T Cell Responses to Varicella Zoster Virus After Vaccination and Viral Escape
With increasing age, immune responses to vaccination begin to decline. A decrease in vaccination success rates is already evident in the 6th and 7th decade of life. With the changing demographics of the US population, this decline in immune function is a major health concern. The study of the immune responses to the naturally-acquired chicken pox virus and to the shingles vaccine will provide an important opportunity to learn more about the aging immune system and may lead to an improvement in vaccination strategies and identification of ways to improve vaccine responses in older individuals
Stanford is not currently accepting new patients for this trial. You may want to check clinicaltrials.gov to see if other locations are recruiting.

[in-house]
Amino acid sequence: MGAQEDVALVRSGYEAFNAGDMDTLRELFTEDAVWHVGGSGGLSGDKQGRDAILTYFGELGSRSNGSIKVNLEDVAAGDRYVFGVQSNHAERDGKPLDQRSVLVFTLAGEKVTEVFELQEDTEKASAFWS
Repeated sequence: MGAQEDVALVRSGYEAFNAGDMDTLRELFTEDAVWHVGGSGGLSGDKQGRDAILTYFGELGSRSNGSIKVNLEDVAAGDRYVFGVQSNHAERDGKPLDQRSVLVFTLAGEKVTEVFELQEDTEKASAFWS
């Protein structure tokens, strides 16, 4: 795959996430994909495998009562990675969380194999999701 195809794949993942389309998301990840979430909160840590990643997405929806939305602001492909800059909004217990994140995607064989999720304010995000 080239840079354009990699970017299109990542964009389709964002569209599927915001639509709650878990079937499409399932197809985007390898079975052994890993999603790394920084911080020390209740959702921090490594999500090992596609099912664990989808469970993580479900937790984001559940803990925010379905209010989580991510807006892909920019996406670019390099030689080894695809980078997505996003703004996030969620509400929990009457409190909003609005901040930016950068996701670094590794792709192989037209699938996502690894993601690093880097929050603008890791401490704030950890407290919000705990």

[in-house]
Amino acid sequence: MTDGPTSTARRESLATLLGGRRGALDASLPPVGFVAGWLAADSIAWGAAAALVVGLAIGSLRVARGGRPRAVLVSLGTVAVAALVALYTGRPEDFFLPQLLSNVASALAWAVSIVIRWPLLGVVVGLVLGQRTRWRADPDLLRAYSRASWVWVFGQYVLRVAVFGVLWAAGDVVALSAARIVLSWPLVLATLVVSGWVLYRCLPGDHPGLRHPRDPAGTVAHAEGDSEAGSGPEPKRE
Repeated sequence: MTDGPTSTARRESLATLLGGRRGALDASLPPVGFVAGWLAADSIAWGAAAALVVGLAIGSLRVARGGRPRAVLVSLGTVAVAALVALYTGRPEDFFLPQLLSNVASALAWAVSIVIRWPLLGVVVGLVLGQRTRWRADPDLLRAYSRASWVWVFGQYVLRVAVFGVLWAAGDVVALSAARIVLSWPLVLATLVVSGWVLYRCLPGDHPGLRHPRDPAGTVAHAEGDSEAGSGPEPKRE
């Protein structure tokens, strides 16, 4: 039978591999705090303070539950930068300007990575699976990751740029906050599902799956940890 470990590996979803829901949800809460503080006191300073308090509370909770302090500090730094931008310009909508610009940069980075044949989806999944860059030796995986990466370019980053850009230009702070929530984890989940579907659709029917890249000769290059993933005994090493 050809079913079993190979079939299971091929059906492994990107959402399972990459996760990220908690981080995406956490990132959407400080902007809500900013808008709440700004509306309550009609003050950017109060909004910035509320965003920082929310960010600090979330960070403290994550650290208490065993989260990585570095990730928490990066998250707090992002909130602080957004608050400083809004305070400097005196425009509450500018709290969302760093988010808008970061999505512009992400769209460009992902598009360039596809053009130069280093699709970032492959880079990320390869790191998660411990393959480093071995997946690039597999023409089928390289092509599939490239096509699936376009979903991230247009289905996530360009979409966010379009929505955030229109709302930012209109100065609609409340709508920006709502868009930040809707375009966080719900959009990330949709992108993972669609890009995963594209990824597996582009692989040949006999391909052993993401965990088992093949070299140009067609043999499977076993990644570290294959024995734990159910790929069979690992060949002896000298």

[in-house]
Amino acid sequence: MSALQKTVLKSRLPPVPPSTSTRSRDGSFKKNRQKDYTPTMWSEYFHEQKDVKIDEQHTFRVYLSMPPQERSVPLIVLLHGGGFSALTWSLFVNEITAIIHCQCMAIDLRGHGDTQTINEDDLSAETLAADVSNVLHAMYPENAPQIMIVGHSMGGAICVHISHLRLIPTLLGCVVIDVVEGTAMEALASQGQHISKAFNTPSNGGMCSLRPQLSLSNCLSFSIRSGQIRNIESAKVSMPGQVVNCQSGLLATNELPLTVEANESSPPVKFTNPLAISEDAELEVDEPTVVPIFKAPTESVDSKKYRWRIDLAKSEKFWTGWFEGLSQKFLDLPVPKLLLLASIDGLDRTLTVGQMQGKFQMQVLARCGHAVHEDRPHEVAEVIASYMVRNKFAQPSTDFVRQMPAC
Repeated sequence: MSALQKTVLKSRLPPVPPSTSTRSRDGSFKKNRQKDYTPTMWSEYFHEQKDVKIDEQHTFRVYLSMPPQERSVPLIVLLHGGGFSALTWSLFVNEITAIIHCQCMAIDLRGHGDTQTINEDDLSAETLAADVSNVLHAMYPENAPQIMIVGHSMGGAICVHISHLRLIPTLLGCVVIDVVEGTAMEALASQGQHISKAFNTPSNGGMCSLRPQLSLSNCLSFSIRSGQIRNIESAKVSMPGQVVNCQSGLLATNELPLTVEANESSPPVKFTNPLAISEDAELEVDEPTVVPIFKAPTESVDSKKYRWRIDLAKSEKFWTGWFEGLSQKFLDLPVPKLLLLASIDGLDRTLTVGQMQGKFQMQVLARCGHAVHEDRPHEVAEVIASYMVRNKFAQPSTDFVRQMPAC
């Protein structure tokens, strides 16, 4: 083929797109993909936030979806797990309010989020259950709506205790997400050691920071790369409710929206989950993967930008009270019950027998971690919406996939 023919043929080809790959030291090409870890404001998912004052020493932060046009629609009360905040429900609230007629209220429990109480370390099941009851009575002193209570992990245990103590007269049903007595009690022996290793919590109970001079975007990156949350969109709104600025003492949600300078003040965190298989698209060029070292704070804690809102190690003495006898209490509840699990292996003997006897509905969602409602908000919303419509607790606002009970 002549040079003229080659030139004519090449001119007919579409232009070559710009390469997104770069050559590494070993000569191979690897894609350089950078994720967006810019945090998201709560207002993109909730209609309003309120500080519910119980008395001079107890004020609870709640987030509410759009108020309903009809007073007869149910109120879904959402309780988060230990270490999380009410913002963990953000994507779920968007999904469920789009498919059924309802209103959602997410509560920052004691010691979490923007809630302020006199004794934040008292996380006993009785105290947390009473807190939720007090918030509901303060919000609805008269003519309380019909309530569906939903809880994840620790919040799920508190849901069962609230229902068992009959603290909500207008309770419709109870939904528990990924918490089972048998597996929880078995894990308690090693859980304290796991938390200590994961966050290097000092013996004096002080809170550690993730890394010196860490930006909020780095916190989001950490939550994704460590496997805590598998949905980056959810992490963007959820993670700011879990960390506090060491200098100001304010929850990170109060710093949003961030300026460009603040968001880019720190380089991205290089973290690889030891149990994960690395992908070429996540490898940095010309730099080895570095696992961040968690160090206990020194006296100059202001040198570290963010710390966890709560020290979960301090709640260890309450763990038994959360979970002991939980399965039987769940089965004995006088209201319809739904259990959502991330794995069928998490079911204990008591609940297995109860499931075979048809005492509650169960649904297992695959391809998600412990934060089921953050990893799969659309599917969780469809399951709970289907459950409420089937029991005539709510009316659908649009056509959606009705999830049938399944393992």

- biological : Zostavax?
Phase: Phase 4
Ages Eligible For Study:
- Otherwise healthy adult, 40-49 years of age (Cross-Sectional study)or 50 years of age and older (Vaccination study). If a volunteer cannot participate in the Vaccination study after screening, may be considered for Cross-Sectional study. - History of prior chicken pox infection or living within the continental U.S. for past 30 years - Willing to complete the informed consent process - Availability for follow-up for the planned duration of the study (Cross-Sectional study: 1 visit; Vaccination study: 5 visits within 4-5 weeks) - Acceptable medical history and vital signs
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